The governor, a former Duke Energy executive, and other state officials have been under political pressure to crack down on Duke’s ash since a Feb. 2 spill into the Dan River gained national attention.
Protesters gathered outside Duke’s Charlotte headquarters Tuesday chanting “Shame!” as they delivered petitions signed by 9,000 people demanding ash be removed from near waterways.
McCrory’s letter, reported by Raleigh’s WRAL.com, expresses “our primary desire that coal ash ponds be moved away from these essential resources.”
It demands that Duke supply options, costs and other details about its ash ponds to the N.C. Department of Environment and Natural Resources by March 15.
A lawyer for environmental advocates who have battled Duke and DENR over ash remained skeptical of McCrory’s commitment.
“I think it’s good the governor is reacting finally and is communicating with the CEO of Duke Energy, but given everything that’s happened, actions speak louder than words,” said Frank Holleman, senior attorney with the Southern Environmental Law Center. “He says they’re not going to stand for it anymore, but if you’re not going to stand for it any more, clean up the mess.”
Holleman said McCrory and DENR could go to court to order Duke to clean out the ash ponds. The ponds are scattered at 14 operating and retired power plants statewide.
The environment department, meanwhile, said separately Tuesday that it might force Duke to remove the coal ash from the Dan River power plant that was the scene of the spill.
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This post was originally published on February 14, 2014 on Southern Alliance for Clean Energy’s Footprints blog and is reposted here with permission.
While old-fashioned romance might go over well with your sweetie this Valentine’s day, old-fashioned coal ash dumps scattered across the Southeast need to go. The recent Dan River coal ash spill once again proved that leaving millions of gallons of toxic waste in unlined pits next to our rivers, lakes and streams is no way to show love for the precious water resources we all depend on.
Six days after it started, Duke Energy finally stopped the flow of toxic coal ash to the Dan River. Their temporary fix plugged the leaking pipe and redirects ash and wastewater from the river, though a permanent fix has yet to be found and the Waterkeeper Alliance has identified other leaks onsite. In the aftermath of the nation’s 3rd largest coal ash disaster, the State of North Carolina has quickly been outed for their cozy relationship with Duke Energy, their shortcomings resulting in and reacting to this spill.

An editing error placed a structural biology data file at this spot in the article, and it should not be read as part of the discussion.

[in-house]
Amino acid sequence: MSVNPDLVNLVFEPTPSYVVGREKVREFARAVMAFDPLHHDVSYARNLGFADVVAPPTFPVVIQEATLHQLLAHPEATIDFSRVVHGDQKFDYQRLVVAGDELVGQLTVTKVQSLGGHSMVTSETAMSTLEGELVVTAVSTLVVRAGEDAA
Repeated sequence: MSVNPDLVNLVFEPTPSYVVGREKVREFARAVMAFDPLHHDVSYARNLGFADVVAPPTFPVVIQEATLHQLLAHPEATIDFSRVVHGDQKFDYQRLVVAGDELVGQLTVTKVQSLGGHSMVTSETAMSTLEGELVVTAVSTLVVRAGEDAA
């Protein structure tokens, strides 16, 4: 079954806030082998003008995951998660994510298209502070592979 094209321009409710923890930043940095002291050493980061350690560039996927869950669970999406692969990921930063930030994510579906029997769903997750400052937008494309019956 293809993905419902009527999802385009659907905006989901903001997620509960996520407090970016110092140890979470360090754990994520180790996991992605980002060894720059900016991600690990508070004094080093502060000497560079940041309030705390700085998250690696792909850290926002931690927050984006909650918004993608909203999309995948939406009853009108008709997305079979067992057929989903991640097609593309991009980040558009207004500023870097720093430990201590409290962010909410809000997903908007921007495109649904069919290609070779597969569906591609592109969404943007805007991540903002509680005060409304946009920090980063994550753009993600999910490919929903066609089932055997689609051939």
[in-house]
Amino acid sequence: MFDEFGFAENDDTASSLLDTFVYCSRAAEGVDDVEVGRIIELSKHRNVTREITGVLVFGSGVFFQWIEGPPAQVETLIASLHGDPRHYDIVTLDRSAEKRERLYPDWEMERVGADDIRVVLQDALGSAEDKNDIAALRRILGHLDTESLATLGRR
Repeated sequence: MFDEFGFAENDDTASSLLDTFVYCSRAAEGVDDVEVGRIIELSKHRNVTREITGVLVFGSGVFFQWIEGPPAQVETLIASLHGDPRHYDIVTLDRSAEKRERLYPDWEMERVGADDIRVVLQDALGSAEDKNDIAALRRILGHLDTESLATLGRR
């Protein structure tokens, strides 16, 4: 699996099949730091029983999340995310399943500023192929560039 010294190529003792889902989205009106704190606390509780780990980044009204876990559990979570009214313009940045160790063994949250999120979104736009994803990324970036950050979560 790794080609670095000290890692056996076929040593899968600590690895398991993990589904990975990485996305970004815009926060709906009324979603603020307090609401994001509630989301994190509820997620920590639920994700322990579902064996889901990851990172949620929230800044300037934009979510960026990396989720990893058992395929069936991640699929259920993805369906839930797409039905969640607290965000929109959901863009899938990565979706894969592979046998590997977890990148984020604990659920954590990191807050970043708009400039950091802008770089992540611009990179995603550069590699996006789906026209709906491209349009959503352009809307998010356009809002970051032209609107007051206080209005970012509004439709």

Consistent national attention and local outrage about this disaster led to multiple developments this week including a grand jury subpoena from the U.S. Attorney General’s office investigating criminal negligence in the creation and handling of this epic event. Additionally, NC DENR has now asked a state judge to put a hold to their “sweetheart” settlement with Duke Energy and create a task force to review the state’s coal ash facilities at all 14 of Duke Energy’s NC power plants. Every day there continue to be new developments with the spill, check out our dedicated page for the latest news and updates.
This blog was originally published by Southern Alliance for Clean Energy here.
Four days after the Southeast’s most recent coal ash disaster began, Duke Energy has yet to stop coal ash flowing into the Dan River. The impoundment failure is now the nation’s 3rd worst coal ash disaster and 13 additional Duke Energy power plants lurk across the state with old ash impoundments, already cited in lawsuits as problematic. The murky grey plume of toxic waste continues to travel downstream and is now entering Danville, VA’s drinking water intake. Officials there continue to say the water is safe to drink despite the lack of lab results from NC Department of Environment and Natural Resources (DENR) testing for toxic heavy metals in the contaminated river or the drinking water itself.
Test results from Waterkeeper Alliance are due out momentarily and will show that heavy metal levels are significantly higher than drinking water standards allow. Samples were taken just downstream of the spill. Since the spill began, both Duke Energy and the NC Department of Environment and Natural Resources have been slow to update the public on developments. Groups on the ground now tell us the utility may be trying to block public access to the river near the coal ash spill.